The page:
Hodgkin Lymphoma: Treatment Choices
There are many treatment choices for Hodgkin lymphoma (HL), also called Hodgkin disease. The one that's best for you depends on things like:
Type of HL
The stage of the lymphoma and where it is in your body
Whether you have any B symptoms: weight loss, unexplained fever, or night sweats
Results of certain blood or urine tests
Your overall health
Your personal concerns and preferences
Learning about your treatment options
You may have questions and concerns about your treatment options. You may want to know how you’ll feel, how your body will work after treatment, and if you’ll have to change your normal activities.
Your healthcare provider (oncologist) is the best person to answer your questions. They can explain what your treatment choices are, how well treatment is expected to work, and what the risks and side effects may be.
Your healthcare provider may advise a specific treatment. Or they may offer more than 1 and ask you to decide which you’d like to use. It can be hard to make this decision. It's important to take the time you need to make the best decision.
Deciding on the best plan may take some time. Talk with your healthcare provider about how much time you can take to explore your options. You may want to get a second opinion before deciding on your treatment plan. You may also want to involve your partner, spouse, family, or friends in this process.
Types of treatment for Hodgkin lymphoma
HL treatments may be local or systemic. You may have both.
Local treatments remove, destroy, or control cancer cells in a certain place in the body. Surgery and radiation are local treatments.
Systemic treatments destroy or control cancer cells throughout the body. Chemotherapy and targeted therapy are examples.
Commonly used treatments for Hodgkin lymphoma
Here's a list of common HL treatments:
Radiation therapy uses high-energy X-rays or beams of other particles to kill cancer cells. Most people with HL get radiation as part of their treatment. It may be the only treatment or as part of a treatment plan that includes chemotherapy.
This treatment uses strong medicines to kill cancer cells. Chemotherapy (chemo) is the most common treatment for HL. It may be used alone or with radiation. Most people get more than 1 chemo medicine, called combination therapy. Chemo is most often given right into your blood through a vein (IV).
Stem cell transplant
If HL comes back after treatment (relapses), very high doses of chemo may be needed. These high doses can permanently damage or destroy the bone marrow. Stem cell transplants allow healthcare providers to give higher doses of chemo.
Bone marrow is where blood cells and immune system cells are made. A stem cell transplant is used to rebuild healthy bone marrow after high-dose chemo. The stem cells may come from a donor (an allogenic transplant). Or they may come from you (an autologous transplant). If your own cells are used, they're collected before you get the high-dose chemo. The cells are stored in a freezer to be used later.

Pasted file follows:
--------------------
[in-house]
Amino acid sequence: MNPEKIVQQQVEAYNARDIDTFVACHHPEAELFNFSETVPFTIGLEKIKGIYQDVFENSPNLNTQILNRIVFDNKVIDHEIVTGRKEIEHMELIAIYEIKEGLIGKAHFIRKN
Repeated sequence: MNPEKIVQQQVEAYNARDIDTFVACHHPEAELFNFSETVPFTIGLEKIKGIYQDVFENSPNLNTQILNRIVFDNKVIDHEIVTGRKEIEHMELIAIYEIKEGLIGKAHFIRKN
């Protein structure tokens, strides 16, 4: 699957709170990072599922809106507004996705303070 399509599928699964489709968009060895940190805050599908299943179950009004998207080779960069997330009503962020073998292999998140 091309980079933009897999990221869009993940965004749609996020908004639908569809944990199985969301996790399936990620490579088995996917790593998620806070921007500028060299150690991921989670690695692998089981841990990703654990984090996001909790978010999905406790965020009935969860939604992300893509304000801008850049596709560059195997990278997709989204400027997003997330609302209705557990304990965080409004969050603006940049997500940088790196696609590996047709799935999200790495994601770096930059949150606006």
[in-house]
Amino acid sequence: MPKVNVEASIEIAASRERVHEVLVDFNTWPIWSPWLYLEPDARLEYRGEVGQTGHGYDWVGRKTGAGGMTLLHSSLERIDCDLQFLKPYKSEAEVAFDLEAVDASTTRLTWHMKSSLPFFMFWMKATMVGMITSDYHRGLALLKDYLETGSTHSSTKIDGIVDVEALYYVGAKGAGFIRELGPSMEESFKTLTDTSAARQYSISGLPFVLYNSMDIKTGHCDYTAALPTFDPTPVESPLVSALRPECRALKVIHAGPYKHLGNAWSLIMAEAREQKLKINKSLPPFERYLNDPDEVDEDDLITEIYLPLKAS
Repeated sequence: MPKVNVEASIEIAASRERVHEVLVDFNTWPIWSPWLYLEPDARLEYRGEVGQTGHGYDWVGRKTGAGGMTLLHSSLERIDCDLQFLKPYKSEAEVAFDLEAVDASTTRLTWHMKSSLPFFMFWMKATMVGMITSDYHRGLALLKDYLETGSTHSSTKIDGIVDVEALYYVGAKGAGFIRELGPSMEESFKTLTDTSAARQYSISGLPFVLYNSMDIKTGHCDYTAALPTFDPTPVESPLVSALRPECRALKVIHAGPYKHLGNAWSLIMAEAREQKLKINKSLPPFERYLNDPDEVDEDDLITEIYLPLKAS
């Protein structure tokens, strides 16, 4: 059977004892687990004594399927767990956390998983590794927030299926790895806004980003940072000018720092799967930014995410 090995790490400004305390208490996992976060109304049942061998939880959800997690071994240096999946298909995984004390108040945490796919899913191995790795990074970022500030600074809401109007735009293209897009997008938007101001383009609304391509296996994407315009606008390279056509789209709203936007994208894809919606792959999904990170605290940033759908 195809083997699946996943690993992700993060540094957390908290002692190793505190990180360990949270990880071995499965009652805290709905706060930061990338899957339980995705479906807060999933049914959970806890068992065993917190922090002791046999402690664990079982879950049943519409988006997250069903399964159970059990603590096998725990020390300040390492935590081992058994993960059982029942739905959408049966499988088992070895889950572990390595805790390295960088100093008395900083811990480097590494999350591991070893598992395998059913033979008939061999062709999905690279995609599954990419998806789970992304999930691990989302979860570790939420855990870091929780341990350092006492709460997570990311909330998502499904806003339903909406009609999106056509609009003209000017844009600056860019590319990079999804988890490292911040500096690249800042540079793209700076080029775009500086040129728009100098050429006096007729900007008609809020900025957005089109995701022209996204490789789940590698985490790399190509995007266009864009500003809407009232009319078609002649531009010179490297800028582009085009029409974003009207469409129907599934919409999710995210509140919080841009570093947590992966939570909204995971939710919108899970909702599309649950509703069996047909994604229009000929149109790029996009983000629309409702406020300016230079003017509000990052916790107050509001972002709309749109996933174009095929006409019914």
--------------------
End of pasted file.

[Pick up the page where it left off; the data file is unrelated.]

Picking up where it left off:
This treatment is also called biologic therapy. It boosts your immune system to help it find and destroy the lymphoma cells. These medicines are put right into your blood through a vein (IV). Immunotherapy for HL includes:
Monoclonal antibodies. These medicines are man-made forms of immune system proteins. They target a certain part of a cancer cell. They can be used alone or along with chemo to treat certain types of HL.
Immune checkpoint inhibitors. An important part of the immune system is to protect the body from harmful cells, like cancer. Checkpoints are proteins on immune cells. They help your body know the difference between normal cells and abnormal cells. So checkpoints turn the immune system on or off to start an immune response. Cancer cells sometimes use checkpoints to keep the immune system from finding them. Checkpoint inhibitors are medicines that target checkpoints to boost the immune system's ability to find and fight cancer.
Clinical trials for new treatments
Researchers are always looking for new ways to treat HL. These new methods are tested in clinical trials. Taking part in a clinical trial means you get the best treatment available today, and you might also get new treatments that are thought to be even better. Before starting treatment, ask your oncologist if there are any clinical trials you should think about.
Working with your oncologist to choose a treatment plan
Your oncologist will help you make a treatment plan. Talking about your treatment choices will be one of the most important meetings you'll have with your oncologist.
At first, thinking about treatment options may seem overwhelming. Talk with your healthcare providers, nurses, and loved ones. Make a list of questions. Consider the benefits and possible side effects of each option. Discuss your concerns with your healthcare provider before making a decision.